By James V. Ruocco
The two characters - Bella Lee Baird, Christopher Dunn - at the center of Adam Rapp's immensely moving two-character play "The Sound Inside" interest us immediately as their troubled tale takes flight with stories and conversations that are real, raw, interesting and confessional.
Though it deals openly and smartly with elements, dialogue and information that merge agreeably to fit its fast-paced 90-minute format, the play itself and its eventual outcome adapts a powerful and profound hook and voice that draws us in with intelligible persuasion, ambition and conscience.
Rapp, as playwright, is original in his approach to the actual story, forcing us to listen attentively to every word and tick and willingly go along for the ride, compelled to understand and enjoy his complicated character exploration, which finishes strong and leads to unexpected plot twists and discoveries that you never saw coming. A master craftsman, he creates dialogue that is so beautifully expressed and cultivated, the engagement between actor and audience is riveting, voyeuristic, concentrated and wonderfully connected. The monologues, of which there are many, are delivered with the actors facing and speaking directly into the camera. Third-party narration, adapts a similar process.
"The only sound was the chorus of neighborhood cicadas blending with the hum of the refrigerator."
"I'm suddenly struck by the notion of how one becomes remote in one's life. Like a forgotten object on a shelf."
This is one of those plays where wholeness and insight are markedly driven into a work where every word, pause, beat and breath shifts time and place seamlessly through a very impassioned, arresting lens. Rapp surprises. He ridicules. He laughs. He cries. He catches us off guard. He takes us down one path, then switches gears midstream. He kicks us in the ass. He shakes us senseless. He shocks. He overwhelms. And lastly, he moves through minds and memories with the fluidity of a great artist and consciousness that's beautifully positioned and told by just two people.
A character breakdown, goes something like this.
Bella, a 53-year-old creative writing professor at New Haven's Yale University, has just been diagnosed with stage 2 cancer (her stomach is riddled with a constellation of tumors), which prompts issues regarding her weekly classes, treatments, chemotherapy, hair loss, weight loss and possible suicide when and if she can't handle her pending death sentence. Christopher, an angst-ridden student at Yale, who, is taking her writing class hates emails, following rules, campus guidelines and fancy coffee, but finds obvious pleasure in their student-office sessions and casual dinner dates. Eventually, he talks about his novel-in-the-making, his life as a student, his love of celebrated authors and their novels and scatted memories about family life, sex, dating and puberty. As expected, he also develops an attraction for his female mentor.
At TheaterWorks/Hartford, the ideal venue for "The Sound Inside," Rob Ruggerio ("American Son," "Relativity," "Next to Normal") and filmmaker Pedro Bermudez ("Hasta Manana," "Antifaz") serve as co-directors. Bermudez also plays a major role in the project's editing and cinematography alongside Revisionist Films. Staging the production, Ruggerio adapts a simplistic mindset that adheres to the online streaming process most advantageously. He knows what he wants. He knows how to frame it. He doesn't waste a moment. He also avoids the staging curse that could reduce "The Sound Inside" to just another photographed stage play. Here, monologues, narration and character interaction are fueled by smart directorial choices that give the story its passion, its dramatic weight, its adrenaline and its ever shifting perspective. Bermudez, in turn, takes his directorial cue from Ruggerio, moving his camera freely about by always being in the right place at the right time. His use of close ups, long shots and well-honed cinematography plunges his audience into the throes of the ongoing action unobtrusively. Original music composed and performed by Billy Bivona only furthers that concept.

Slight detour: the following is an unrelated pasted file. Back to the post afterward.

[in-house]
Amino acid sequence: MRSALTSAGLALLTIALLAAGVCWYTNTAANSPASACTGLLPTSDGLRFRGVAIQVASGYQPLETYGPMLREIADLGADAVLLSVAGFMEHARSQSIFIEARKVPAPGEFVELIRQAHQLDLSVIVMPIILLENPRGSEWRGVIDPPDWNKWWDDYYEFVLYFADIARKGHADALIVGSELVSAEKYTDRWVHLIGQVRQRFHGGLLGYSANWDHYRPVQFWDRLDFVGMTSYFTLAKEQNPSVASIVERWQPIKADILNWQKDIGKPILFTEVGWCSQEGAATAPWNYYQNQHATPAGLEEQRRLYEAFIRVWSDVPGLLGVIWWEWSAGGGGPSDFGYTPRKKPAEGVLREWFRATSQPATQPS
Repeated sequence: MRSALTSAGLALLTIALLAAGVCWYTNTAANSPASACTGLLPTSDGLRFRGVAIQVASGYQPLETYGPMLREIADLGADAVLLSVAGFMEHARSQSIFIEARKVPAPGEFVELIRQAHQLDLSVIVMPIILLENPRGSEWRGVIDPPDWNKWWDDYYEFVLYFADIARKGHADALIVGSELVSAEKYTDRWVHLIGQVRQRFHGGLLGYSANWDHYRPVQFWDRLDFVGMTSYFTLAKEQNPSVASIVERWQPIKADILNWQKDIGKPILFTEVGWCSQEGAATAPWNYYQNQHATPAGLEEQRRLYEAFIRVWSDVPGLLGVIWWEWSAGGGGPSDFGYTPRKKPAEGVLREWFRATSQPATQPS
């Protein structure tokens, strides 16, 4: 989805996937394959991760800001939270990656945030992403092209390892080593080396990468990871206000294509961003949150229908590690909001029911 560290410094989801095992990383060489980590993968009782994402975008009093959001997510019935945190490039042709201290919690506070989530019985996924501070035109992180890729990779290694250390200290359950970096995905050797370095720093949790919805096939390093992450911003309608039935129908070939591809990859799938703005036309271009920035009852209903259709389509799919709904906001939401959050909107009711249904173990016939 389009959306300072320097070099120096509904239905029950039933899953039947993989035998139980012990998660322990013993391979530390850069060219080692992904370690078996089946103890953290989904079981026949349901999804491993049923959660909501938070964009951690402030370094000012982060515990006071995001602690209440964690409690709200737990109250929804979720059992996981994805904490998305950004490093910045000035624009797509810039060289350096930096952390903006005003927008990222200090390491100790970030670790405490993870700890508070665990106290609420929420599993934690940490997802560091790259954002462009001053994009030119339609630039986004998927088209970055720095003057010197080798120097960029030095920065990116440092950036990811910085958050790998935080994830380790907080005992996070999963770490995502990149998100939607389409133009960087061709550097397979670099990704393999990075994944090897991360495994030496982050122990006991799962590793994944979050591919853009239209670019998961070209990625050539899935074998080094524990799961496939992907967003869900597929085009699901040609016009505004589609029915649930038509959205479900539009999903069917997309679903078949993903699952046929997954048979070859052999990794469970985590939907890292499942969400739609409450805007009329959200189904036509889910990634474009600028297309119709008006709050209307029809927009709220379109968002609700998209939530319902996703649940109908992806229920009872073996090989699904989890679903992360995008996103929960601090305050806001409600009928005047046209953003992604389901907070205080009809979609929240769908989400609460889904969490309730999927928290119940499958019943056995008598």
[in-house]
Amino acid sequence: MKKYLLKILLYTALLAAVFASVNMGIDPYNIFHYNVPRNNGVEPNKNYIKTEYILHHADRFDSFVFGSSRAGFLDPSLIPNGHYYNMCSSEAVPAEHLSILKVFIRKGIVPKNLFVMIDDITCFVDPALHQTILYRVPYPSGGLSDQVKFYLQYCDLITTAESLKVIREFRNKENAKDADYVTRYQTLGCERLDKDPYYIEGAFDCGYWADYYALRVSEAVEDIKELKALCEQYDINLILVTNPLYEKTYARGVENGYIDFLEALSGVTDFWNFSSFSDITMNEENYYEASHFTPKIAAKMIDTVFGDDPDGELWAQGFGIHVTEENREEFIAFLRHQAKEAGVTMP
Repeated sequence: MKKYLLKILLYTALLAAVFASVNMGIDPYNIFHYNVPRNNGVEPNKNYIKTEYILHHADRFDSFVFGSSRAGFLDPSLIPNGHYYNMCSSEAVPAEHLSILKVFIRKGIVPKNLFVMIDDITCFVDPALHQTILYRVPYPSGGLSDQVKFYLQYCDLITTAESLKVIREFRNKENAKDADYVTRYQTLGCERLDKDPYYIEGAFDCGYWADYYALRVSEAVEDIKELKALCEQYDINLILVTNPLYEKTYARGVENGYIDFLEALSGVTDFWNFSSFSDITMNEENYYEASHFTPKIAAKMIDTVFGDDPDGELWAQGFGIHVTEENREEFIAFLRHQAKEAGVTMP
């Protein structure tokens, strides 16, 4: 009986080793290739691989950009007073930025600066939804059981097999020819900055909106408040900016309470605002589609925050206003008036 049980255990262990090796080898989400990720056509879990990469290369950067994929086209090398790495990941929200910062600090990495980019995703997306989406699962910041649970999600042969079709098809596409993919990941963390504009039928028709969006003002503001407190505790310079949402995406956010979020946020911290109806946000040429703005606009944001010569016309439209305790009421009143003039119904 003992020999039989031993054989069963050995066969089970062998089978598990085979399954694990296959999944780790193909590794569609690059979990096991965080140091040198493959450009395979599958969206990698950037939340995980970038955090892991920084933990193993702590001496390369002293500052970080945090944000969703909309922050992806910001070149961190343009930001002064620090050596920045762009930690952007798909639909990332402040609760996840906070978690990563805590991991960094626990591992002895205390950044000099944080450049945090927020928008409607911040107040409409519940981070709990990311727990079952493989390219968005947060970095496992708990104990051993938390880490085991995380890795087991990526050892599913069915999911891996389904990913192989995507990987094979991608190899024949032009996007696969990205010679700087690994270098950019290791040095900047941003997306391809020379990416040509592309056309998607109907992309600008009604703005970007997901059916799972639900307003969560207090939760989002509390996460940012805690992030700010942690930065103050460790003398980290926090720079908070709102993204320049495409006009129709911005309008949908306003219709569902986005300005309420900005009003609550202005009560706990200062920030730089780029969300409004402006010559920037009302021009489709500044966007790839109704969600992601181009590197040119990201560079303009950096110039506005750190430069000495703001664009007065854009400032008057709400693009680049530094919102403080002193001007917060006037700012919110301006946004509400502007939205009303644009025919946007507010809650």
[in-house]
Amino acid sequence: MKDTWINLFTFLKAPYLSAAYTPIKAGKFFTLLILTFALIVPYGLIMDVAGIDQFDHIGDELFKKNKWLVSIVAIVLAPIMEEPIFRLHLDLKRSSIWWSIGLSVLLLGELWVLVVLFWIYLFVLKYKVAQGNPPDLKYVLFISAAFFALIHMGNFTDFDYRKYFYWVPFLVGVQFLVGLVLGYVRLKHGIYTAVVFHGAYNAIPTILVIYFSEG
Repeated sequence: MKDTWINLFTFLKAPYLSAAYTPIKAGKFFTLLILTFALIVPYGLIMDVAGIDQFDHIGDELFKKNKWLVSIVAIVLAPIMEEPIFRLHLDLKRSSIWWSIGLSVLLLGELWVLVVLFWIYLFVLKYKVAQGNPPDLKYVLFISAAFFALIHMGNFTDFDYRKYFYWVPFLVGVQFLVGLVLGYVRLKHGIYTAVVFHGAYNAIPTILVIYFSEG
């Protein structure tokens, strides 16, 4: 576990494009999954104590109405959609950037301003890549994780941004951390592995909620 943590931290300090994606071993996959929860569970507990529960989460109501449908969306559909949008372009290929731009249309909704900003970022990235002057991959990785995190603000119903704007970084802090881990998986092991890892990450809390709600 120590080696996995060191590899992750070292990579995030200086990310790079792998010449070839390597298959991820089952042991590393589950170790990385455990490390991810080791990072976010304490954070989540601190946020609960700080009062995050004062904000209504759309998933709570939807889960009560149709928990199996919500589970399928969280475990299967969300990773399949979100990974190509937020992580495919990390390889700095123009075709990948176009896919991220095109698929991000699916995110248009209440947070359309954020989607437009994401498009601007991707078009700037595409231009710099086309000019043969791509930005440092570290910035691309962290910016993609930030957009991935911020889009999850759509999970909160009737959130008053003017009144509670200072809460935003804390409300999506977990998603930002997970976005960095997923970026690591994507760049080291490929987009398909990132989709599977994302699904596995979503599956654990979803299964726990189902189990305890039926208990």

"The Sound Inside" stars Maggie Bofill ("A Doll's House, Part 2," "Viral Monologues") as Bella Lee Baird and Ephraim Birney ("Admissions," "The Good Person of Szechwan") as Christopher Dunn. As Bella, Bofill exhibits a polished, detailed performance that is driven, sardonic, truthful, humorous and reflective. Here, as in Long Wharf's "A Doll's House, Part 2" (she played Nora), she dazzles in terrifically smart, intuitive and passionate ways and never once misses a choreographed beat or change in character or direction. She is totally in the moment, delivering extended monologues, narration and conversation that prompt immediate attention and reaction. Playing the part of Christopher, Birney is wonderfully direct and powerful, propelling "The Sound Inside" to its surprise, shocking and inevitable conclusion. As he moves from charm and likeability to rage and grief, he crafts a performance that easily gets under our skin. His paring with Bofill is both natural, affecting and attention-grabbing.
A complex, vital and urgent piece of theatre, "The Sound Inside" unfolds with an emotional zest and amplitude that is impossible to resist. It is clever, connected and potent. The performances of the two principals are complex, weighty and marvelously tangled. Ruggerio and Bermudez orchestrate the proceedings with flair and fluidity. And Rapp's dialogue abounds with focus, fascination and tension, thus, making "The Sound Inside" one of the most creative, intelligent productions o the 2021 season.
The TheaterWorks/Hartford production of "The Sound Inside" is being streamed online, now through April 30. Tickets are $25 plus a $3 processing fee. To book a performance, go to twhartford.org. Once the transaction is completed, a virtual watch link will be sent via email to the address you provided during checkout.